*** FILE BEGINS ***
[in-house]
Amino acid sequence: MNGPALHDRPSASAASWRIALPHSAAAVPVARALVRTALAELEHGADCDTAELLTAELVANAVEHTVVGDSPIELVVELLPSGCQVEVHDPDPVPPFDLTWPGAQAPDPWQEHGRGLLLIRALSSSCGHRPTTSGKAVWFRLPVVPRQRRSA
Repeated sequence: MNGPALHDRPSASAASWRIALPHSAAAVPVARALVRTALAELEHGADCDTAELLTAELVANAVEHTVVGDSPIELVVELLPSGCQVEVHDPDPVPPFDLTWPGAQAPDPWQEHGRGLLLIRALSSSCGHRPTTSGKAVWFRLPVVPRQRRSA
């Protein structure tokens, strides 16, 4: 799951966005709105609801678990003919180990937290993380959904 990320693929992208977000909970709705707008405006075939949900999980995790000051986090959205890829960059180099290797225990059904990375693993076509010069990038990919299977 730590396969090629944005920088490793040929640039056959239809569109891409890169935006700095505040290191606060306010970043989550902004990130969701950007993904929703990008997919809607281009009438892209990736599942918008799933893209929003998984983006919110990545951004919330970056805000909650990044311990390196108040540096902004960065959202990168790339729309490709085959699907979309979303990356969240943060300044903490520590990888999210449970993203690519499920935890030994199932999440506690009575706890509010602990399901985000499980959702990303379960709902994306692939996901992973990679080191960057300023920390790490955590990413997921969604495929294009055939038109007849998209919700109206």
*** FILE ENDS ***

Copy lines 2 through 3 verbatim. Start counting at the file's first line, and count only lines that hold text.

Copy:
Amino acid sequence: MNGPALHDRPSASAASWRIALPHSAAAVPVARALVRTALAELEHGADCDTAELLTAELVANAVEHTVVGDSPIELVVELLPSGCQVEVHDPDPVPPFDLTWPGAQAPDPWQEHGRGLLLIRALSSSCGHRPTTSGKAVWFRLPVVPRQRRSA
Repeated sequence: MNGPALHDRPSASAASWRIALPHSAAAVPVARALVRTALAELEHGADCDTAELLTAELVANAVEHTVVGDSPIELVVELLPSGCQVEVHDPDPVPPFDLTWPGAQAPDPWQEHGRGLLLIRALSSSCGHRPTTSGKAVWFRLPVVPRQRRSA